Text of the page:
Wednesday, August 08, 2007

Army says...

For those unaware of the brouhaha surrounding the Beauchamp stories publish in The New Republic, a then little noted dairy of a soldier reporting on daily behaviours of he and his comrades, the controversy, like many things that appear in The Weekly Standard, was completely manufactured by Bill Kristol's neocon trolls. The Weekly Standard was shocked, shocked! by the details related -- running over dogs, wearing skulls on heads -- and declaimed, first the author and, when Beauchamp turned out to a) exist and b) be a soldier in Iraq, then his stories fell under the scrutinies of the keyboard kommandos determined, once again, to prove the mendacity of the liberal press. Exigency required Beauchamp the defamer to be held to account.

Perhaps the one tale that enraged further the already enraged was one that describe how fellow soldiers had mocked a disfigured female soldier. Oh! that can't be true! American soldiers would never do that! Impossible! came the cries from right field. Lies! despicable lies! Yes, making fun of a disfigured soldier was simply beyond belief. Free from knowledge about how male soldiers have actually treated their female comrades, the right jumped on this tale as proof that everything Beauchamp said was untrue.

How to reconcile, then, the refusal to believe that male soldiers could be so cavalier and cruel, with the fact that female soldiers in Iraq have been subjected to rape in various FOBs operating in Iraq? Women soldiers, in fact, have died of dehydration because they refused to drink liquids late in the day for fear of being raped going to the latrine at night. The latrine at FOB Victory was separated from main barracks and was the rape ground of choice for male soldiers, soldiers the Weekly Standard and their acolytes cannot imagine taunting a woman in uniform.
Col. Janis Karpinski told a panel of judges at the Commission of Inquiry for Crimes against Humanity Committed by the Bush Administration in New York that several women had died of dehydration because they refused to drink liquids late in the day. They were afraid of being assaulted or even raped by male soldiers if they had to use the women's latrine after dark.

The latrine for female soldiers at Camp Victory wasn't located near their barracks, so they had to go outside if they needed to use the bathroom. "There were no lights near any of their facilities, so women were doubly easy targets in the dark of the night," Karpinski told retired US Army Col. David Hackworth in a September 2004 interview. It was there that male soldiers assaulted and raped women soldiers. So the women took matters into their own hands. They didn't drink in the late afternoon so they wouldn't have to urinate at night. They didn't get raped. But some died of dehydration in the desert heat, Karpinski said.

Karpinski testified that a surgeon for the coalition's joint task force said in a briefing that "women in fear of getting up in the hours of darkness to go out to the port-a-lets or the latrines were not drinking liquids after 3 or 4 in the afternoon, and in 120 degree heat or warmer, because there was no air-conditioning at most of the facilities, they were dying from dehydration in their sleep."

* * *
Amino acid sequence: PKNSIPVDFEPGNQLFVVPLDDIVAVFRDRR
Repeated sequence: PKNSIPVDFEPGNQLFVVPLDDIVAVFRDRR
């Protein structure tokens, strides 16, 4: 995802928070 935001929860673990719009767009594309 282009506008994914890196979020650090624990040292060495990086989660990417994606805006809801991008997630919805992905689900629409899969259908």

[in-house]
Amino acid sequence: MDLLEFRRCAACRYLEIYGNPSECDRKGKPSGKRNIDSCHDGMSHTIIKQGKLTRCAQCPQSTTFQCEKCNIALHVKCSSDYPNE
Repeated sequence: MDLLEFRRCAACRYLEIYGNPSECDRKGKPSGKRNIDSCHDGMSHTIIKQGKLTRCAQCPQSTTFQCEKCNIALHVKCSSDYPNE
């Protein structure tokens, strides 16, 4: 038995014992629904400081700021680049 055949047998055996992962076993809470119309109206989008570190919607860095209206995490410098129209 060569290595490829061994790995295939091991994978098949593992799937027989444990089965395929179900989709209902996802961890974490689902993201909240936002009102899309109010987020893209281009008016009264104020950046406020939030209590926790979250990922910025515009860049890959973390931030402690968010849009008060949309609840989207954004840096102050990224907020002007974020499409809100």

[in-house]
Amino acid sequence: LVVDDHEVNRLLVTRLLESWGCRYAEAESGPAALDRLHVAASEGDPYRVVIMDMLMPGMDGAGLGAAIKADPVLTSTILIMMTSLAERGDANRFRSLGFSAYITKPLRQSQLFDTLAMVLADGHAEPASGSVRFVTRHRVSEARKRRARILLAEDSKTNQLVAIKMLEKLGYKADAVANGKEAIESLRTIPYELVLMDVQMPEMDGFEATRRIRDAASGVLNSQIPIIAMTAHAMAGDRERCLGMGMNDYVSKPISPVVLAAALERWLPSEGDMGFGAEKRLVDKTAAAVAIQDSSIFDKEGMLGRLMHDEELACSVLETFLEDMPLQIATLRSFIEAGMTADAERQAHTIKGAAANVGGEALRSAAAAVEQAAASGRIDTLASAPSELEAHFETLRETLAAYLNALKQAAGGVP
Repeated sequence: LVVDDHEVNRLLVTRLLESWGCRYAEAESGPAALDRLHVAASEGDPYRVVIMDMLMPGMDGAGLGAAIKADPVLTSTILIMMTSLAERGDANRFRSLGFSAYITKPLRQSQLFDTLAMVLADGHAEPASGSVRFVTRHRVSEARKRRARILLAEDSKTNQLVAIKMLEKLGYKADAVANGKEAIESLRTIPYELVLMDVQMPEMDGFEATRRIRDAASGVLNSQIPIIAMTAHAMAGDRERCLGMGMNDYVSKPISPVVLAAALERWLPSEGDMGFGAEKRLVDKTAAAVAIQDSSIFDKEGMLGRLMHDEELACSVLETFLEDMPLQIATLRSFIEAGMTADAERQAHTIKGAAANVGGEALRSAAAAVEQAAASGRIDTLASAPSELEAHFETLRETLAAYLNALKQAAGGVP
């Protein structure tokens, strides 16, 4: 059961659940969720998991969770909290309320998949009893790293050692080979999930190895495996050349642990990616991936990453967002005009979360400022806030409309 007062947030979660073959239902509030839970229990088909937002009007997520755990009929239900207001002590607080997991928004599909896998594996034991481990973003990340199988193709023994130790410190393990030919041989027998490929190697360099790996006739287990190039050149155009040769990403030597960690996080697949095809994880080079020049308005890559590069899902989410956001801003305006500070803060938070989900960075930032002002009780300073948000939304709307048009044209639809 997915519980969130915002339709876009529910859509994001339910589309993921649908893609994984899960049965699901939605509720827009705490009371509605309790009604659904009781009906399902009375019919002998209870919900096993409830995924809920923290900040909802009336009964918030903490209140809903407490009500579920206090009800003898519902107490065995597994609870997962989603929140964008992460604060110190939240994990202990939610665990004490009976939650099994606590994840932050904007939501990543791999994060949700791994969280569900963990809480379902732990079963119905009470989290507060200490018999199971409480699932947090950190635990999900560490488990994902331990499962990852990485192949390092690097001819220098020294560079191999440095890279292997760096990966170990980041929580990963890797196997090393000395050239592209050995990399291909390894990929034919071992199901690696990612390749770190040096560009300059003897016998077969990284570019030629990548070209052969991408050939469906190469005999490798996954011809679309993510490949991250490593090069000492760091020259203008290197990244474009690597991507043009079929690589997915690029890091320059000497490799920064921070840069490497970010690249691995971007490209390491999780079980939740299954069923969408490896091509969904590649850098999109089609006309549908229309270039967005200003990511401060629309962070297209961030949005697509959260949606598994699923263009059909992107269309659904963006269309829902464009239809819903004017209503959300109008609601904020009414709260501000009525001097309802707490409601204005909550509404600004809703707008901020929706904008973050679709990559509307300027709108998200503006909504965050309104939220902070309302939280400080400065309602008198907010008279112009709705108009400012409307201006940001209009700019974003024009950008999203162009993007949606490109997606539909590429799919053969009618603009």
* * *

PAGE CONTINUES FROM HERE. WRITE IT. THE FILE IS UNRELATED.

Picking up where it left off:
The Army covered this up. Good news, though: female soldiers were offered an 800 number state-side to make reports of this behaviour. 83 reports were called in, all of which were greeted by an answering machine. The problem, finally acknowledge at least internally, led to some halting "action" and female soldiers can now visit the Army's sexual assault website. This has hardly solved the problem and, in 2005, some 2300 cases of sexual assaults were reported, a number that is likely "vastly underreported." But, we are not to believe that male soldiers would make fun of a disfigured female soldier.

Given the trove of documented atrocities already at hand, hardly anyone had paid attention to the Beauchamp stories -- hardly revelatory -- outside the restricted confines of the right wing nut-machine. Until now. Now, it is "news" in the New York Times, which, once again, offers itself up as a Pentagon press release distributor. The tell comes in the easily identifiable headline,
Army Says Soldier’s Articles for Magazine Were False
We are to believe this, of course, just as we were to believe the Army when it said Pat Tillman was killed by enemy fire ... until they admitted he wasn't; the Haditha massacre was fiction ... until soldiers were convicted of it; they never used white phosphorous ... until they admitted they had. And while reasonable thinking adults have great cause to doubt any words issued by the US military, the right wing grind house continues to exercise its credulity in defense of any and every incredible thing the US military offers up when covering its own ass.

Whether Beauchamp's anecdotes are true is, while not entirely beside the point, certainly not the large issue here. They hardly describe behaviour that is unbelievable, despite right wing protests to the contrary. Known and documented behaviour, from conspiracy to rape a 14 Iraqi girl and kill her family, to raping female comrades, to executing an entire Iraqi family at Haditha, have proved to be far, far worse than the slights that Beauchamp related and things which The Weekly Standard has been notably silent about.

Since the The Weekly Standard is not a news outlet so much as a blatant neoconservative propaganda sheet, the true purpose of the Weekly outrage is to paint "the media" as a source of lies against America. While this is generally true, it is certainly not so in the way The Weekly Standard would have the public believe. Because here is the New York Times telling us what the Army says....


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